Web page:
US weighs unfreezing $1 billion in Iranian funds

It is not clear whether the release of funds would be unilateral, but one line of thought is that this could serve as a useful goodwill gesture for Tehran, according to three people who were briefed on the internal considerations when the Vienna talks added to theirs second occur month with no concrete evidence of breakthrough. The Iranians continue to demand easing of sanctions in return for compliance with the nuclear deal.

However, the plan is facing opposition from Iranian hawks in Congress, who are privy to the discussions, a Republican Congress official said. The employee said some on Capitol Hill view the idea of ​​freeing up Iranian money as a concession that would reduce US leverage.

“If it demonstrates the kind of good faith that can lead to good faith on the Iranian side, then it may be a good step forward,” said Thomas Countryman, who served as US Secretary of State for International from 2011-2011 Security and non-proliferation functioned in 2017.

A Democratic adviser to Congress separately confirmed that the US negotiating team had recently spoken to Congress officials about humanitarian aid and how it works, including releasing funds for the Swiss Channel. A US official admitted the plan was being examined but said the main goal of US negotiators at the moment is mutual return to the nuclear deal.

Experts said another option would be for the US to allow the International Monetary Fund to approve Iran’s application for $ 5 billion to fight the Covid-19 pandemic. The Trump administration had tried to block this loan, arguing that Iran could divert funds to stimulate its economy.

“Reporting that we are weighing releasing Iranian funds as a unilateral gesture towards Tehran is not true, which we clarified before publication,” said Foreign Ministry spokesman Ned Price. “As we said earlier, any significant US step should be part of a process in which both sides take action.”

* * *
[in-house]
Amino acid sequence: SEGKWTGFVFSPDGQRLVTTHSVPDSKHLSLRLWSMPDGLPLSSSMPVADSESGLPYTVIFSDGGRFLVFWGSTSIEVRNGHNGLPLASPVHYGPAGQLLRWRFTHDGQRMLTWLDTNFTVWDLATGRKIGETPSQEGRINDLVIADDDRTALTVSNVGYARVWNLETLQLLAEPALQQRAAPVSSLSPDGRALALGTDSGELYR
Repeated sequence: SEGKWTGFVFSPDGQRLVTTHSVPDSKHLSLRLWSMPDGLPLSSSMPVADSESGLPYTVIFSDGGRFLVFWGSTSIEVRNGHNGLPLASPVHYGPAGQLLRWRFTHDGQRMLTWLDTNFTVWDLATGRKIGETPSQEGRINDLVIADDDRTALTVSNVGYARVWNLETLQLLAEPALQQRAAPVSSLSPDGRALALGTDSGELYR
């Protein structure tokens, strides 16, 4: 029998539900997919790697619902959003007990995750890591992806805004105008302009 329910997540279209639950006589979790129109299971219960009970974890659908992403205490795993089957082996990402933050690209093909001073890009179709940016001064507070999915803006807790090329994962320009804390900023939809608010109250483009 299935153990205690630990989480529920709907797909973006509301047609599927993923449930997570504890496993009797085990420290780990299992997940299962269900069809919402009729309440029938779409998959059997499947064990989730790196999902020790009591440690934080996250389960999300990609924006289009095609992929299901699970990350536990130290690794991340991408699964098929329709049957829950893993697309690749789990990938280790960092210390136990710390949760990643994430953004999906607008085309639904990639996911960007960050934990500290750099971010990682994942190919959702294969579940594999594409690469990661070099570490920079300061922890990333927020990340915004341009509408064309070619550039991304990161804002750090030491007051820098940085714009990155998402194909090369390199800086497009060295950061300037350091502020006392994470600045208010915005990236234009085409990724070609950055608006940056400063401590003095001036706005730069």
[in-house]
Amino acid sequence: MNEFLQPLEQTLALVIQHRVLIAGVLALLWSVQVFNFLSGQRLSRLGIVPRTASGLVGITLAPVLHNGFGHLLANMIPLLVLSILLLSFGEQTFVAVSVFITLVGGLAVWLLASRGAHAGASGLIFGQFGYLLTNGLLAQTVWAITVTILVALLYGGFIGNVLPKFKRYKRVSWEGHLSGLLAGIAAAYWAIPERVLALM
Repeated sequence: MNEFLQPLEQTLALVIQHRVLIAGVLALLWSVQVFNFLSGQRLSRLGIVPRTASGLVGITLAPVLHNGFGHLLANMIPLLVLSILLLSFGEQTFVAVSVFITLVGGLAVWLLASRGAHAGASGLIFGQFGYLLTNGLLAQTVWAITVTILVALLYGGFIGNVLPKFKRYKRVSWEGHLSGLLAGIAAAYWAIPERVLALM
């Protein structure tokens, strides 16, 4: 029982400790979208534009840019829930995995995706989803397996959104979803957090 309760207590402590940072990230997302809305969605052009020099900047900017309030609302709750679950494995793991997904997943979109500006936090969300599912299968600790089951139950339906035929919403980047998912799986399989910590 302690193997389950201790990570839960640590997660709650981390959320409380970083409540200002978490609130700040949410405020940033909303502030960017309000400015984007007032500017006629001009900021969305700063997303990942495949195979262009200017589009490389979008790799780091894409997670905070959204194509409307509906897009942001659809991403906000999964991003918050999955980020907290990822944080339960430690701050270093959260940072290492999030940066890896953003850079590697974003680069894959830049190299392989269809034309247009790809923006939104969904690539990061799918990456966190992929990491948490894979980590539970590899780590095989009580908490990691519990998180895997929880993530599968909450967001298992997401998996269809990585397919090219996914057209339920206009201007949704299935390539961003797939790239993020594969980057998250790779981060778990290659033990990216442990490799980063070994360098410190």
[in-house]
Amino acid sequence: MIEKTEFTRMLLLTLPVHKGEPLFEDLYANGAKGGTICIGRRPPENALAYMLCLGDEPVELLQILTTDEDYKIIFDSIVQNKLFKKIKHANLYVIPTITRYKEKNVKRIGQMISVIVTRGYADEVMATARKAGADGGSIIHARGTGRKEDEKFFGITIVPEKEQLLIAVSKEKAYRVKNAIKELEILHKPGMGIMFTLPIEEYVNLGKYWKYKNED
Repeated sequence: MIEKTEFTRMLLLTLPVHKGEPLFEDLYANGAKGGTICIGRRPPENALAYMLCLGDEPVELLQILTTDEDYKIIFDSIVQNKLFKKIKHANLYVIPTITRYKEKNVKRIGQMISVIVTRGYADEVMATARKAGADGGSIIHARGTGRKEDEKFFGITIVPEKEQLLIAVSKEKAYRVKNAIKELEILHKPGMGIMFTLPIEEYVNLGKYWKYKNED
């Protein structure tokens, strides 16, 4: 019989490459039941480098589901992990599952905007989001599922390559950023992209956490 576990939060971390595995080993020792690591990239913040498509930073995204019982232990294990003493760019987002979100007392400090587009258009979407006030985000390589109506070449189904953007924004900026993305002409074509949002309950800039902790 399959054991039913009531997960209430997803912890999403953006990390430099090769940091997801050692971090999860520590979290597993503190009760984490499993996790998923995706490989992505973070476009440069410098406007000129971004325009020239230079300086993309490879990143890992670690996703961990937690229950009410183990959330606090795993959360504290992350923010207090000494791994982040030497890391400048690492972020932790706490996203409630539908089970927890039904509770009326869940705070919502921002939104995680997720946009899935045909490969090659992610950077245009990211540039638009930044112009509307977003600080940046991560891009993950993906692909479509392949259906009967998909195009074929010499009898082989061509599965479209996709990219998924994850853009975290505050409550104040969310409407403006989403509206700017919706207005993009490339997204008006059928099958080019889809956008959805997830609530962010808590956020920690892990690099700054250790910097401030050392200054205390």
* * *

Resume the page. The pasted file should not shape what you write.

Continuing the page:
CNN has asked the National Security Council for an opinion.

The debate underscores the sensitivity of the negotiations and has also exposed a disagreement between the White House and its chief envoy for the talks, Rob Malley, as the new administration tries to reconcile negotiations with domestic political considerations.

Malley has been pushing for funds not to be frozen and used for humanitarian purposes for several months, people familiar with the effort said. However, the White House had been reluctant to release money before progress was made in resuming the joint comprehensive plan of action, the official name for the Iranian nuclear deal, a source familiar with the matter said.

Appearance and political considerations also played a role. Then-President Barack Obama met fierce opposition from Republicans when it became known that his administration had transferred around US $ 1.7 billion to Iran in early 2016. Then as now, the money technically belonged to Iran anyway and did not come from American taxpayers. But the backlash was swift, and former President Donald Trump repeatedly criticized the decision, both on campaign and in office. He finally withdrew the US from the Iran deal in 2018 and imposed new sanctions, which Iran had requested to be lifted completely before the country will return to complying with the nuclear deal.